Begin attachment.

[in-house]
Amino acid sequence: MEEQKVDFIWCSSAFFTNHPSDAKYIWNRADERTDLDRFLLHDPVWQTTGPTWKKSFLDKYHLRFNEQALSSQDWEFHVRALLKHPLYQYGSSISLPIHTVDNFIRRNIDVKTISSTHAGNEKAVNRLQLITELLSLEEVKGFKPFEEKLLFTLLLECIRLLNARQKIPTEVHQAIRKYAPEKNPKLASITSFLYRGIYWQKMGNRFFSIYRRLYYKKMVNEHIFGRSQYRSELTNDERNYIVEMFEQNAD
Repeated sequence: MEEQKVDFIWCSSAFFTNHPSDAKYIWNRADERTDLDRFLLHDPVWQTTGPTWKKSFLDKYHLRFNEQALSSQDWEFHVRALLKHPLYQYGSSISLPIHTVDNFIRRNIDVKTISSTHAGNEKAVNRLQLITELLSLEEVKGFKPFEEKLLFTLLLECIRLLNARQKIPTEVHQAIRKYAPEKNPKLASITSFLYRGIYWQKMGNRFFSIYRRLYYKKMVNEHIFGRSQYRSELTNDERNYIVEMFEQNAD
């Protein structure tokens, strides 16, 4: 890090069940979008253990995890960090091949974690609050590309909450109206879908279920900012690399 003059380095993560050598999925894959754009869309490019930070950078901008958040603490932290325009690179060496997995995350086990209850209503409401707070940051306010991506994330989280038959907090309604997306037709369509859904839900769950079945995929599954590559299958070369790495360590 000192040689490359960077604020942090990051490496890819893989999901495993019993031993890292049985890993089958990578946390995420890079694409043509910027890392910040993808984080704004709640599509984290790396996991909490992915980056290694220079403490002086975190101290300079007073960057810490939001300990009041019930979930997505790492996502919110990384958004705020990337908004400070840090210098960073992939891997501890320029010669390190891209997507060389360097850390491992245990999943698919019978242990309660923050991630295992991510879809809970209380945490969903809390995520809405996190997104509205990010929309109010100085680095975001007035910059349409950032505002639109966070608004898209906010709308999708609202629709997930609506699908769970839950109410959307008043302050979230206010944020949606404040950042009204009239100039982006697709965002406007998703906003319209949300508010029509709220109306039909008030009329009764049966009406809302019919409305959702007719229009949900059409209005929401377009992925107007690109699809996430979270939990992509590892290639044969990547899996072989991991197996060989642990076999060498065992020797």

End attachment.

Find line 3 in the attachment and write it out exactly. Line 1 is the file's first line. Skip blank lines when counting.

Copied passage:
Repeated sequence: MEEQKVDFIWCSSAFFTNHPSDAKYIWNRADERTDLDRFLLHDPVWQTTGPTWKKSFLDKYHLRFNEQALSSQDWEFHVRALLKHPLYQYGSSISLPIHTVDNFIRRNIDVKTISSTHAGNEKAVNRLQLITELLSLEEVKGFKPFEEKLLFTLLLECIRLLNARQKIPTEVHQAIRKYAPEKNPKLASITSFLYRGIYWQKMGNRFFSIYRRLYYKKMVNEHIFGRSQYRSELTNDERNYIVEMFEQNAD